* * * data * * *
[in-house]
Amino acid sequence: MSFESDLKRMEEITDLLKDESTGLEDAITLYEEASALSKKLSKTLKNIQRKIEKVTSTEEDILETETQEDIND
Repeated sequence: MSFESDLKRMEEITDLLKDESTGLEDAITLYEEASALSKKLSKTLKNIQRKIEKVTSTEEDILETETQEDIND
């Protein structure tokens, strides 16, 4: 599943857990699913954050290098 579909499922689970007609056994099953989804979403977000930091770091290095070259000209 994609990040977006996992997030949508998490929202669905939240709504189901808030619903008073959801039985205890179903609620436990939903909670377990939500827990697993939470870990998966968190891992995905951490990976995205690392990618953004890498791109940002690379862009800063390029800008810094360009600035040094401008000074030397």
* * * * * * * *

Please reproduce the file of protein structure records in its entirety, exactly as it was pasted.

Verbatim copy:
[in-house]
Amino acid sequence: MSFESDLKRMEEITDLLKDESTGLEDAITLYEEASALSKKLSKTLKNIQRKIEKVTSTEEDILETETQEDIND
Repeated sequence: MSFESDLKRMEEITDLLKDESTGLEDAITLYEEASALSKKLSKTLKNIQRKIEKVTSTEEDILETETQEDIND
């Protein structure tokens, strides 16, 4: 599943857990699913954050290098 579909499922689970007609056994099953989804979403977000930091770091290095070259000209 994609990040977006996992997030949508998490929202669905939240709504189901808030619903008073959801039985205890179903609620436990939903909670377990939500827990697993939470870990998966968190891992995905951490990976995205690392990618953004890498791109940002690379862009800063390029800008810094360009600035040094401008000074030397």